Can we now take a different approach to trauma. Diagnosis really doesn’t show us the way forward. Each person may well have a different reaction or way of handling it. They may need to discuss tactics but need to accept that a reaction is understandable and is not pathological.

A Personal Story

I  can share a personal story. In 1984 I had a catastrophic auto accident when someone drove in my driver’s door at high speed. I went through years of surgery and recovery. Then ten years later I was waiting at a traffic light when a man turned a corner at high speed, spilled his coffee on himself and totaled my car. I got off with a light blow to my head. But within twenty-four hours I recognized that I had been hurled back to the other accident. I called a colleague and we spent three sessions discussing it and my reaction. I was then able to put away my experience with PTS.

The Bottom Line

Life can be difficult, dangerous and terrifying. We need not deal with such events and our reaction with a diagnosis and a declaration of mental illness. And we need to deal with insurance companies and their practices. If it is not pathology then they won’t pay for someone getting help with management of a reaction. But help is often essential. The bottom line here is that there is such a thing as life management which is crucial. And life management often requires help with understanding, restructuring and engagement of coping tactics. Its time to reframe mental illness and life management.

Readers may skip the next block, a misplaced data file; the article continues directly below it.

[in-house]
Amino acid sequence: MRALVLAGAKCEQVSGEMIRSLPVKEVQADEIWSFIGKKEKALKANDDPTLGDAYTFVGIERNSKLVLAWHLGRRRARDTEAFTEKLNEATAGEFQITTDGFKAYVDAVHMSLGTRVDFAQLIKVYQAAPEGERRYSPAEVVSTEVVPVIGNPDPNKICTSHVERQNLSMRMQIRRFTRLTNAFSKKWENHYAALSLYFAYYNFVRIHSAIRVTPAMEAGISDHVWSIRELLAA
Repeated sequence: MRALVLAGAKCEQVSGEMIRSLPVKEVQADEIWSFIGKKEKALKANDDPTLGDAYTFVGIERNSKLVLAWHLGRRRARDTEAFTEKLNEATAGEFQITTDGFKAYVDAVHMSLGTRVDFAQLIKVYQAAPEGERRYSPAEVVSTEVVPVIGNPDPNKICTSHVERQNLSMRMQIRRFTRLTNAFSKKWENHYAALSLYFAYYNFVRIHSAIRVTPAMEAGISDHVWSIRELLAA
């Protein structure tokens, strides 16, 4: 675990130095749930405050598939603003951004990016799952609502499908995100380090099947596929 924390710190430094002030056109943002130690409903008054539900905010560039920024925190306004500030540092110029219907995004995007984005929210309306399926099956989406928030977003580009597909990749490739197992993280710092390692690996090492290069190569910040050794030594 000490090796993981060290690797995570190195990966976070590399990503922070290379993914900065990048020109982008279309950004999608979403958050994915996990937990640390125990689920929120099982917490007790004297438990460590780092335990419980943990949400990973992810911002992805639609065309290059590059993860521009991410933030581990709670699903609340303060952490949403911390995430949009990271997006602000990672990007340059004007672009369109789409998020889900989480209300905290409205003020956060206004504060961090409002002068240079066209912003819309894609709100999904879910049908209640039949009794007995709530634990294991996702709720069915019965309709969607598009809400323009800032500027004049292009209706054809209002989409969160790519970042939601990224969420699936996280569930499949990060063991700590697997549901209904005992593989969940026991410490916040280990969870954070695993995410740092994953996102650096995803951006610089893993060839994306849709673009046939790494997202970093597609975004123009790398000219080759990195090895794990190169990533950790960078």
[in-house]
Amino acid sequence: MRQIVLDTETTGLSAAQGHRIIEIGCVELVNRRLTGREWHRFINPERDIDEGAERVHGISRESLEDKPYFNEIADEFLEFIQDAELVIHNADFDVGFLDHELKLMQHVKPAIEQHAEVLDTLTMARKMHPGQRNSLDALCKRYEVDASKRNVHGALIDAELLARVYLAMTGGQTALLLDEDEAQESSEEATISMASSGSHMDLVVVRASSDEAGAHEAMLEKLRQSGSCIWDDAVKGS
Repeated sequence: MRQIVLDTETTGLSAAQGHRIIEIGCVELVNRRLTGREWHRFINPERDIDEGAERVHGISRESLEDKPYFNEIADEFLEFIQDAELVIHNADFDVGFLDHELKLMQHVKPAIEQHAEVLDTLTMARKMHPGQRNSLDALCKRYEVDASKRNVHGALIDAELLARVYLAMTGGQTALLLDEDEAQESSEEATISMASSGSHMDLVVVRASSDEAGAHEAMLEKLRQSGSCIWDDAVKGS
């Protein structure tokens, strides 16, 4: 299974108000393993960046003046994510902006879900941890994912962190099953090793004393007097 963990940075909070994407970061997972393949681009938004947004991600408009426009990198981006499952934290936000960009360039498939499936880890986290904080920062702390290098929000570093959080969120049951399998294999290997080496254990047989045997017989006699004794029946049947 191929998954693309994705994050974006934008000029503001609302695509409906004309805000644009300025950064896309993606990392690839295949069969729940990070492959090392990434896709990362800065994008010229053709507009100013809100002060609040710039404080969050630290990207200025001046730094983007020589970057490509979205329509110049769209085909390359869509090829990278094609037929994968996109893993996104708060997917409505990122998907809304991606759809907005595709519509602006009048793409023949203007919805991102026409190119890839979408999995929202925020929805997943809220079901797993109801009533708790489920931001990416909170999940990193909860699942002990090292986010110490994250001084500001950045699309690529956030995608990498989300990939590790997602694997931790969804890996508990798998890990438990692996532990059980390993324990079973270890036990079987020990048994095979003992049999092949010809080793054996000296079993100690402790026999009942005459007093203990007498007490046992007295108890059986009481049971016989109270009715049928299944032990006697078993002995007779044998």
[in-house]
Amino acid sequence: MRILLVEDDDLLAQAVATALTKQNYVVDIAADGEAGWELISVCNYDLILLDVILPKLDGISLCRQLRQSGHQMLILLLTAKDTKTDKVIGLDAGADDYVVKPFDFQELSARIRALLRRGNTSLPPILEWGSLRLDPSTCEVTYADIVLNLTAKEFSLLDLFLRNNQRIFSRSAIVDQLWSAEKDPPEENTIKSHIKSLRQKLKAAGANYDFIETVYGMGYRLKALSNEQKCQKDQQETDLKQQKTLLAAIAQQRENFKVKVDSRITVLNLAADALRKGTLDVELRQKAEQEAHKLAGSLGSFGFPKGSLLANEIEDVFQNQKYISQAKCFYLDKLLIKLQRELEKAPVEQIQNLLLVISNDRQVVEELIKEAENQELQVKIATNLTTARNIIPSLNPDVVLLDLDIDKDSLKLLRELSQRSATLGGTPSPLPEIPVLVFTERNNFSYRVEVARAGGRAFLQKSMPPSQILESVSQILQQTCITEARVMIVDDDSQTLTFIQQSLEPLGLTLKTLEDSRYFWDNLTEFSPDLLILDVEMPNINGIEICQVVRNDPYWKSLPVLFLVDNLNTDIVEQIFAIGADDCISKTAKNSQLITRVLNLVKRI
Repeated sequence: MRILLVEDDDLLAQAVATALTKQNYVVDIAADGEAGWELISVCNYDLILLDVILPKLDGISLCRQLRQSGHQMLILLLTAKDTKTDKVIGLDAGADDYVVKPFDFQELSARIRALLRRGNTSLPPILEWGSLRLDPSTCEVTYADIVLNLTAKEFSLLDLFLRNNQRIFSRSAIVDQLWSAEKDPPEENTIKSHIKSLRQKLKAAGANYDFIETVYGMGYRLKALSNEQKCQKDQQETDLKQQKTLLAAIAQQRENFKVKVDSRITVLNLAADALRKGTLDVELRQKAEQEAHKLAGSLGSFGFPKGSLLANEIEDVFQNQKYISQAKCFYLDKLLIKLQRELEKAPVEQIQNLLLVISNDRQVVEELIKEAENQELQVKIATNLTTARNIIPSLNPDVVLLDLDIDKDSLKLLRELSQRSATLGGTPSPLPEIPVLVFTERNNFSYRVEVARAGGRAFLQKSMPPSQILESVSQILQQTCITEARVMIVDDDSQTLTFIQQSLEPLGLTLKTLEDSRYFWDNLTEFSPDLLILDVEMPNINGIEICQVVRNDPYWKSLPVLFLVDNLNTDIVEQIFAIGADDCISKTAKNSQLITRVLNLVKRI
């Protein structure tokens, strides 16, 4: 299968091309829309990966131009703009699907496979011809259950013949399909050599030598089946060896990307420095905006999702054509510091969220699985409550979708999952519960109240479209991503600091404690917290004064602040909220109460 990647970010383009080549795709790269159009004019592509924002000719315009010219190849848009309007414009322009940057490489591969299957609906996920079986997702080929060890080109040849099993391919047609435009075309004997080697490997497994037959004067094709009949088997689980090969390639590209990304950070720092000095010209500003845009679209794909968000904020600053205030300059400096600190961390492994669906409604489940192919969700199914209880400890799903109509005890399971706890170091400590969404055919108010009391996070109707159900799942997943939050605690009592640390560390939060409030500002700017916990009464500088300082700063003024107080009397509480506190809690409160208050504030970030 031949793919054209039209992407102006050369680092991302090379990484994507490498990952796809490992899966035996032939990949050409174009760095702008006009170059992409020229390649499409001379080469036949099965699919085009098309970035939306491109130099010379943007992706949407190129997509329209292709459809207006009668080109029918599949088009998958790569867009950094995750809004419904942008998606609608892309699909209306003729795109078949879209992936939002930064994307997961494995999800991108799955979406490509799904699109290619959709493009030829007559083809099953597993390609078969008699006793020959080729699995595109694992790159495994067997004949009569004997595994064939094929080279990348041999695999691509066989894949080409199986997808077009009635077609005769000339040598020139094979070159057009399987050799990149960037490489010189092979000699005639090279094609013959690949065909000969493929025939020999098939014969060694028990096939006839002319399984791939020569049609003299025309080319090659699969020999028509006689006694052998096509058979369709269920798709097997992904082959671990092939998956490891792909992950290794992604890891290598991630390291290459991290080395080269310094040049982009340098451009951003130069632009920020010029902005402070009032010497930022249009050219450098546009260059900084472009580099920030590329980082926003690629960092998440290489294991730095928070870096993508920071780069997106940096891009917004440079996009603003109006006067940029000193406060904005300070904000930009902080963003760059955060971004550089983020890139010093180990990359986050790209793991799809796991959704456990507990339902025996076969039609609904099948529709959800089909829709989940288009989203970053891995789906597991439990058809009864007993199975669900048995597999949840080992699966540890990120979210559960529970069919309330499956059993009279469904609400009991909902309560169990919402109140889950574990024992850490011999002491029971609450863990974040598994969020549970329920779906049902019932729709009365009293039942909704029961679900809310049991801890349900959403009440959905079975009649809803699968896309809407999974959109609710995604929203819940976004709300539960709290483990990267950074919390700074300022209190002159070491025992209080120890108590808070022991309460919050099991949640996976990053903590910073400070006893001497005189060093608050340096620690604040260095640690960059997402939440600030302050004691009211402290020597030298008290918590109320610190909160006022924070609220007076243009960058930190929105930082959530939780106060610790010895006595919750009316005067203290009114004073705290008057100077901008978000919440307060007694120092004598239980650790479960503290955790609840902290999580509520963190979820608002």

Gaia’s Majesty-Mission Called: Women in Power by Roger B. Burt

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Creating Characters and Plots by Roger B. Burt

Stepfamilies: Professionals and Stepcouples in Partnership

Whatever Happened to Community Mental Health by Roger B. Burt

Health Care Alternatives and Reality – Series – Pt. 2

Overcoming Innocence

A Lifelong Process

In a previous post I wrote about the lessons I learned from my father, a surgeon.  While he loved his profession, he also had deep reservations which he spoke to me about. It seems I took it in at a deep level because I was not exactly a rebel at such a young age. But over time I found myself having to clear my perception of all kinds of health care alternatives. And each time I found myself examining alternative pathways. And, looking back I think what was happening was that my intuitive personality was dictating that I search for alternatives and possibilities.

Searching Psychology

When I began my studies in college I was told psychology was a science. Well, of sorts. Definitely not hard science entirely. There was experimental psychology and there was clinical psychology. When I was accepted into graduate school at Duke it was in the experimental psychology program. it was a matter of a very few weeks before I walked into the chairman’s office and requested a change to clinical. Graciously he agreed.